When at the end of 11th century two noble families settled in the area, the village was actually split into Castellina, left to the Pallavicino family, and Soragna, ruled by the marquesses Lupi.
Among the most interesting spots in Soragna are the worth noting Sinagogue , the annexed Jewish Museum and the Museum Giovannino Guareschi hosted in the bell tower of Diolo.
Once a year Soragna hosts the national competion open to poets and writers Violetta di Soragna.
Built in 1361, the castle once belonging to the princes of the Meli Lupi family of Soragna appears as a squat square-cornered building with heavy crenellated towers at the corners with rustic ashlarwork and windows dating from the XVIII century by Angelo Rasori, who was the curator of the building’s restorations, which at that time also introduced a new wing to the existing building with the Poet Gallery and the Agency Office.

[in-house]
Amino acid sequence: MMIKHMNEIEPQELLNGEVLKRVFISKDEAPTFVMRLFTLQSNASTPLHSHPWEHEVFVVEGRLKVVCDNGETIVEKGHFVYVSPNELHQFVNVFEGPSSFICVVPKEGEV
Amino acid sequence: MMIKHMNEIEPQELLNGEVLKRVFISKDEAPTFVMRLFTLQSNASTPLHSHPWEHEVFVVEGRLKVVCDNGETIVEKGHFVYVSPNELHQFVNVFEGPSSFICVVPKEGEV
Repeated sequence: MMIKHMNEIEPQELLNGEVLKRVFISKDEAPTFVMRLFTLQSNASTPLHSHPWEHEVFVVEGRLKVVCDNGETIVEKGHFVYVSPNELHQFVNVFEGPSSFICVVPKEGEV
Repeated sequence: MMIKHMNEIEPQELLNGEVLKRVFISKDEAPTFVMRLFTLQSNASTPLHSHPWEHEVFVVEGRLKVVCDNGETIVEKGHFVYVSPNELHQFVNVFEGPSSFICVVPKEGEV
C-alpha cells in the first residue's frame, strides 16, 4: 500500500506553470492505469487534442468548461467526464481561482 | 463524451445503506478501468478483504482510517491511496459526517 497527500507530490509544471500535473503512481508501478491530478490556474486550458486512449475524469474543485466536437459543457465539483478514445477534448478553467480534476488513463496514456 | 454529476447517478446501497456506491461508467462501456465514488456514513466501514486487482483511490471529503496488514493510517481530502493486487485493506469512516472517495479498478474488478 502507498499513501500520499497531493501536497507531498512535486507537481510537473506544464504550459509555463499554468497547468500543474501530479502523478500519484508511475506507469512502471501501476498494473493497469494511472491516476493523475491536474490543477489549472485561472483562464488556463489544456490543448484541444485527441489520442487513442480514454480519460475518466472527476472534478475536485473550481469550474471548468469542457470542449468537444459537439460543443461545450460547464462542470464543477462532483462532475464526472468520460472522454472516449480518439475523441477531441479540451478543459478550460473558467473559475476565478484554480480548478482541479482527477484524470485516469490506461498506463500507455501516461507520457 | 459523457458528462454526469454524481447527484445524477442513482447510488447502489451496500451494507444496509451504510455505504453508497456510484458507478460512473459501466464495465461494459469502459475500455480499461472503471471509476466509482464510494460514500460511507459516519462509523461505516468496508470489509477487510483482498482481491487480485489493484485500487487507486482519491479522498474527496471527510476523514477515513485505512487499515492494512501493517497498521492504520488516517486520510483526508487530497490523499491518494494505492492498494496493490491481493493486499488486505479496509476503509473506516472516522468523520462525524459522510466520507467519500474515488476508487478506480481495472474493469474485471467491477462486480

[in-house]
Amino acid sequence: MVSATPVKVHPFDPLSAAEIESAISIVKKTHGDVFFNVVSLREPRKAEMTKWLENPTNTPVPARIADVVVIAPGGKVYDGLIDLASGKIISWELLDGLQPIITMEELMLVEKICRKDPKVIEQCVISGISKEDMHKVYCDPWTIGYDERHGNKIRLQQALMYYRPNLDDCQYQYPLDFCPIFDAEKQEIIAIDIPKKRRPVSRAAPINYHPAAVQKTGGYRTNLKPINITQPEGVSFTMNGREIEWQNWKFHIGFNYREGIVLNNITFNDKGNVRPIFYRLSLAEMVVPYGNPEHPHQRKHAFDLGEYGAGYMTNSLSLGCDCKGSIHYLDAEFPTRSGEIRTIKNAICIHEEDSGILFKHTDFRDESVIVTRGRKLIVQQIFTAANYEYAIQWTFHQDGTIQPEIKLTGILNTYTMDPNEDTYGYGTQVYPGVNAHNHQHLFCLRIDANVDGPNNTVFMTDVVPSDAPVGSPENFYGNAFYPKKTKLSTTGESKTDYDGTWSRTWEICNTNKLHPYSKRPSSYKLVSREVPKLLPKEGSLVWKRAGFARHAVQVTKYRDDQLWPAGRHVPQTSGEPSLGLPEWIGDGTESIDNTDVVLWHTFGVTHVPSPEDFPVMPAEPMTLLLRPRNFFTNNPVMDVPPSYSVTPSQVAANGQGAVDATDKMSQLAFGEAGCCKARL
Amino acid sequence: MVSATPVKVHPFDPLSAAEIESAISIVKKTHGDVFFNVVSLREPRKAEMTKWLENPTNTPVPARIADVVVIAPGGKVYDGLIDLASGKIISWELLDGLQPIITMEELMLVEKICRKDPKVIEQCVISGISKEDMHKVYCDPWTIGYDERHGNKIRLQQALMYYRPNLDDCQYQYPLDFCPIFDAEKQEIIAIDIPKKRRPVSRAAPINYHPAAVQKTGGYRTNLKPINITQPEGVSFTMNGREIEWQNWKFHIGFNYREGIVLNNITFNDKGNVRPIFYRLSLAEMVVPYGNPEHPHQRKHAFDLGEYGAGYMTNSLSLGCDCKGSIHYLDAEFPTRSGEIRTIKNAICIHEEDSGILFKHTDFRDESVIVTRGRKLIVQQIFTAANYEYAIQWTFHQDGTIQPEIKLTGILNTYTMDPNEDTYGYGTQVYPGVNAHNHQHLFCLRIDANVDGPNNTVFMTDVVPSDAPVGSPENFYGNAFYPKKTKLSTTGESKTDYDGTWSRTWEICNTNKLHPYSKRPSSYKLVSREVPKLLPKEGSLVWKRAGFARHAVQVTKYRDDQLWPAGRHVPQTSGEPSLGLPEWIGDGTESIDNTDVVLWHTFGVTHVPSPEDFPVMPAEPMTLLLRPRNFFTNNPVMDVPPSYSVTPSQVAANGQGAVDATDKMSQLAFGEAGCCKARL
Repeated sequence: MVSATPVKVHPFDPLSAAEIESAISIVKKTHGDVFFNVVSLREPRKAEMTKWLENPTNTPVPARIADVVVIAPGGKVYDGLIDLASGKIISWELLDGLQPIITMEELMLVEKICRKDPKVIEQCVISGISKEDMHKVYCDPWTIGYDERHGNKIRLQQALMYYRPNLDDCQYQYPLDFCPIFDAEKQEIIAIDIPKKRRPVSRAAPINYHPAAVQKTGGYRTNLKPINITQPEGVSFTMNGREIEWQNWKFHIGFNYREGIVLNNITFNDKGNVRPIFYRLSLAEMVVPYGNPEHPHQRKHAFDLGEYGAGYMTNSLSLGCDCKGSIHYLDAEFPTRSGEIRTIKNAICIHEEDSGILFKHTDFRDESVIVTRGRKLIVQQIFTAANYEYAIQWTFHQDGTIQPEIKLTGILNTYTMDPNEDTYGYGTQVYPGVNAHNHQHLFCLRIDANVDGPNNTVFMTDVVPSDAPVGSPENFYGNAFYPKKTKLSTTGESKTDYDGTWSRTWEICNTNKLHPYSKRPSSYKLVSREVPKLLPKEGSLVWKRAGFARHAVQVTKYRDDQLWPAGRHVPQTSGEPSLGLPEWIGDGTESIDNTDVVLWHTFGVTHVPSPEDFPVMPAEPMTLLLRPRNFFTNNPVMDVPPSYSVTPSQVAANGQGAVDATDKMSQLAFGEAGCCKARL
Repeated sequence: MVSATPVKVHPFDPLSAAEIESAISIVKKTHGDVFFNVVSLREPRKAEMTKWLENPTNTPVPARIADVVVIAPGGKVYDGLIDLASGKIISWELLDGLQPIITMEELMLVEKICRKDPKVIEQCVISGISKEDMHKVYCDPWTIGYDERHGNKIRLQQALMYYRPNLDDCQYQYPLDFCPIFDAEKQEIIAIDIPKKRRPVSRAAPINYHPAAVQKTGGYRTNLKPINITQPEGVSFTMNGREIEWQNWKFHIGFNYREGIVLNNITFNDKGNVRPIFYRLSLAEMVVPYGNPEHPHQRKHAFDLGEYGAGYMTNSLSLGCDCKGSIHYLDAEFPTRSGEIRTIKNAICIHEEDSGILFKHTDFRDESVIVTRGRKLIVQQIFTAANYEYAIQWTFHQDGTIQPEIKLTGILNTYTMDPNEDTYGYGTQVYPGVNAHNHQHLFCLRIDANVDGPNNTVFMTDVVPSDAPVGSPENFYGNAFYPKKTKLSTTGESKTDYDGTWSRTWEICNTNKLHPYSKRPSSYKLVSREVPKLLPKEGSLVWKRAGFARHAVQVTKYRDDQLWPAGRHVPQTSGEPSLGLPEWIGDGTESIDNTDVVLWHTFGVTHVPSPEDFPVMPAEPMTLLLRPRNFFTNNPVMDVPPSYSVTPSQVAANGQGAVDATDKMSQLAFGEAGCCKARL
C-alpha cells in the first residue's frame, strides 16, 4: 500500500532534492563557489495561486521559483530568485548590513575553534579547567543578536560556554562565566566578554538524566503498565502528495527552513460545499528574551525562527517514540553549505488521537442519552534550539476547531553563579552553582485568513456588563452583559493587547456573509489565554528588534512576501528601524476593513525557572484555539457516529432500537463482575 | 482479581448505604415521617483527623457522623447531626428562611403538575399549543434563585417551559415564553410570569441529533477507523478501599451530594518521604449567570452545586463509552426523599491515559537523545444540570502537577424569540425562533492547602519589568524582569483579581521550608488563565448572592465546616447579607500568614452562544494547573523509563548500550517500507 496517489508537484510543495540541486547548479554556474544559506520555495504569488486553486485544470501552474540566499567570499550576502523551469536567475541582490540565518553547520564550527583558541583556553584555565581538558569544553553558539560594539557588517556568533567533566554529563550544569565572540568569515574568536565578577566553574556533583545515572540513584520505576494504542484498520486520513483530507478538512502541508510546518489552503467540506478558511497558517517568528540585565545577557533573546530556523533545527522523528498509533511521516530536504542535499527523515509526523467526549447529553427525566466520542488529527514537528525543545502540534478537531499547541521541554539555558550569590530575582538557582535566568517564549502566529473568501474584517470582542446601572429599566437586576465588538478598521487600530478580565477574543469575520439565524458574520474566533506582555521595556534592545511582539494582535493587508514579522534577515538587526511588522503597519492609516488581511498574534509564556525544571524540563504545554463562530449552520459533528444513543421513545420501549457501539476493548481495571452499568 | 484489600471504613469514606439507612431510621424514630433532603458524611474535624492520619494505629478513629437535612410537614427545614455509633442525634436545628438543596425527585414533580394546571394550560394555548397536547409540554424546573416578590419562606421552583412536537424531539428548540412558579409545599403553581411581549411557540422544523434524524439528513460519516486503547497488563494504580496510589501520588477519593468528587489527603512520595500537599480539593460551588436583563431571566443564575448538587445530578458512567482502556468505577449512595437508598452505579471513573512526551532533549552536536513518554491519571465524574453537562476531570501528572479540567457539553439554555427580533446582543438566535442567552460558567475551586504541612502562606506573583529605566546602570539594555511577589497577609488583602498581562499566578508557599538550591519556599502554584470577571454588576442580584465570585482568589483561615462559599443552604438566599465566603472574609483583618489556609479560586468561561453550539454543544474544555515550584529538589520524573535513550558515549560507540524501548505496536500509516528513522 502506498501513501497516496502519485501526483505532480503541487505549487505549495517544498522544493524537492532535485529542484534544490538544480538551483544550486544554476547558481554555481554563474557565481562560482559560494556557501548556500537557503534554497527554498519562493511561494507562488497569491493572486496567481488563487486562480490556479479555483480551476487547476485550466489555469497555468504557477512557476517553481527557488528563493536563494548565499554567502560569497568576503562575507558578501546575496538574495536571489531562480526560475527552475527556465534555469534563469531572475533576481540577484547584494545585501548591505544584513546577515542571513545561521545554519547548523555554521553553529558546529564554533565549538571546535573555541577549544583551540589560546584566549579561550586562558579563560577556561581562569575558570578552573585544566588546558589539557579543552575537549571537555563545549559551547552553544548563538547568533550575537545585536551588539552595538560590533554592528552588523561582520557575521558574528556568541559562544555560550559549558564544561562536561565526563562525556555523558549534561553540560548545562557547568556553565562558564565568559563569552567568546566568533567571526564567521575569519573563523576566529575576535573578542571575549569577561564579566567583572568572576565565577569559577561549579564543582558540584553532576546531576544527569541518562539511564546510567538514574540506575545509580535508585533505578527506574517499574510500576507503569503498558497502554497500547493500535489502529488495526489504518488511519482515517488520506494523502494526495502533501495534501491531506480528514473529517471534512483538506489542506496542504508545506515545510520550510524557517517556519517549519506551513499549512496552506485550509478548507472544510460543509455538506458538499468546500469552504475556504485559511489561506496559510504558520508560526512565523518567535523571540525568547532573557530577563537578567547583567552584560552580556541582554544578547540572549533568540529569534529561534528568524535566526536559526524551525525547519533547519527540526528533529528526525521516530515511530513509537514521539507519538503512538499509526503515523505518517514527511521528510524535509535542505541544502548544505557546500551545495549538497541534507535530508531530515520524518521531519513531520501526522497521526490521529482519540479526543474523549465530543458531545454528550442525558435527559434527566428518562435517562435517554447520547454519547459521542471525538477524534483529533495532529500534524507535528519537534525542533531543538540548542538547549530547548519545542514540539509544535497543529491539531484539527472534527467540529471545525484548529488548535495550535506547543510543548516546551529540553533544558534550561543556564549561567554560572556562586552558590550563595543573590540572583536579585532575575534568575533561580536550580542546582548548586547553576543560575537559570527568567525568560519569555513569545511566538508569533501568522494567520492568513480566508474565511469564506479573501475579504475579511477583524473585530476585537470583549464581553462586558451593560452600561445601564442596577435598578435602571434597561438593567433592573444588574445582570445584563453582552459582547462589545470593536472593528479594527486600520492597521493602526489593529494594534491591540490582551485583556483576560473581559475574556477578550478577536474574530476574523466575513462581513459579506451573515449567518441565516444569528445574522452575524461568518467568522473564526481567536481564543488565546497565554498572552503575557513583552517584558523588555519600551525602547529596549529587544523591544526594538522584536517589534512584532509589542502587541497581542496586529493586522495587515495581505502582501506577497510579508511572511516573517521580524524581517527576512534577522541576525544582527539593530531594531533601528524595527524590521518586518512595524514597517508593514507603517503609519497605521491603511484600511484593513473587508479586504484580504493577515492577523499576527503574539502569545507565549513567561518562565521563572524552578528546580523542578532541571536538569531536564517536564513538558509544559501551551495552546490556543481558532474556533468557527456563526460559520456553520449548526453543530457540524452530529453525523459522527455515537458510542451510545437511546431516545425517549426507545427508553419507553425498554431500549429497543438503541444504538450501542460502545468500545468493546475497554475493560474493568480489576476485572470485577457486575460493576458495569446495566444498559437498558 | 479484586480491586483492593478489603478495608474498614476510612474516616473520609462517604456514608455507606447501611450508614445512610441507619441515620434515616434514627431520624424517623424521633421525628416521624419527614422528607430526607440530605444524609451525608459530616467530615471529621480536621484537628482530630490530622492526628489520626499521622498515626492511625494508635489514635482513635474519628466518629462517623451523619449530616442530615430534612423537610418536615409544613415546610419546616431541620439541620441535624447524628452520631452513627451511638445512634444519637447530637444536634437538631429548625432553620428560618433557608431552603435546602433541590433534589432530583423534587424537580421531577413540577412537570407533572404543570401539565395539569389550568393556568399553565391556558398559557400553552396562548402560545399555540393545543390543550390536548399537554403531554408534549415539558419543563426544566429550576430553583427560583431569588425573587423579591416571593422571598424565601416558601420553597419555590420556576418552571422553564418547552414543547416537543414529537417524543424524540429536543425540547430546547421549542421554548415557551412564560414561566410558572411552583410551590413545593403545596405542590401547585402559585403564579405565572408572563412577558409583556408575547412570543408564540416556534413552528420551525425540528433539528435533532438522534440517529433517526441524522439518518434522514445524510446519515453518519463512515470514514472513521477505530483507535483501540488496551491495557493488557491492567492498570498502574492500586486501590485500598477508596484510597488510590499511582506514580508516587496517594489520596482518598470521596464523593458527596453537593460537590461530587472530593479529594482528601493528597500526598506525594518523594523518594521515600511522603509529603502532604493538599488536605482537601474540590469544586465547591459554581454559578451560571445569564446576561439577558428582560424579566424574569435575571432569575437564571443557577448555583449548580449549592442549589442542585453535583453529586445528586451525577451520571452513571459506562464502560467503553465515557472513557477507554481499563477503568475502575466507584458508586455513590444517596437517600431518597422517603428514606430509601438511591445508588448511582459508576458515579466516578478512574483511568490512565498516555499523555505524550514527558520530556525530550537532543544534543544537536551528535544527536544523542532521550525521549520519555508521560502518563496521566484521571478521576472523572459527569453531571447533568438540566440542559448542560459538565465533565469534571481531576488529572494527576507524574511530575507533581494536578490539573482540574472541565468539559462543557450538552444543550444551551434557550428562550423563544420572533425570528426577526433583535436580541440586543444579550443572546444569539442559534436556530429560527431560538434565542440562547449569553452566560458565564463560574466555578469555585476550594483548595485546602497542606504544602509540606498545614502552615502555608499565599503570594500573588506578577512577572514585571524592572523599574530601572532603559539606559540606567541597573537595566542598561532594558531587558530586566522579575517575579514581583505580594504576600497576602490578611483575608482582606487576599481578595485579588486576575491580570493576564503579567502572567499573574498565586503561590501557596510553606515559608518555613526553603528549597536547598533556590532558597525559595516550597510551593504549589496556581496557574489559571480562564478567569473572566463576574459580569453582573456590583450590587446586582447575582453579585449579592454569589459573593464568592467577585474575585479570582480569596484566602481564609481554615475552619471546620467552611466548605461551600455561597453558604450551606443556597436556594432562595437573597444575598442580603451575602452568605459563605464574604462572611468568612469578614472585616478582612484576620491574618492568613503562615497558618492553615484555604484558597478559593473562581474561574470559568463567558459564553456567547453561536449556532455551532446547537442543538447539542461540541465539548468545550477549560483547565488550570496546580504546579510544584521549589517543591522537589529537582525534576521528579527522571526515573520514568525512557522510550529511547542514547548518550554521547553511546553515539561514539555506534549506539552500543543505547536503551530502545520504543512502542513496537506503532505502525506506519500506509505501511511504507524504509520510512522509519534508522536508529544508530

Like any other castle, Soragna fortress has its own ghost. In 1548 Cassandra Marinoni (Donna Cenerina) married Diofebo II Meli Lupi, marquis of Soragna. While her husband was far away, engaged at war by Ottavio and Alessandro Farnese side, she ran all alone their little feud.
There, she took in her sister Lucrezia, who had married in 1560 count Giulio Anguissola, a violent man who had squandered all his fortune and had tried to poison his wife. On the 18th of June 1573 Anguissola reached Lucrezia in Cremona with some armed men. Using a trick he entered her home, killed her and wounded Cassandra too, who was visiting her sister. The following day Cassandra was brought to Soragna, where she died. According to the Meli Lupi legends, her ghost, called Donna Cenerina (Ashen woman) because of her ash-coloured dresses, appears to announce the death of a member of the family.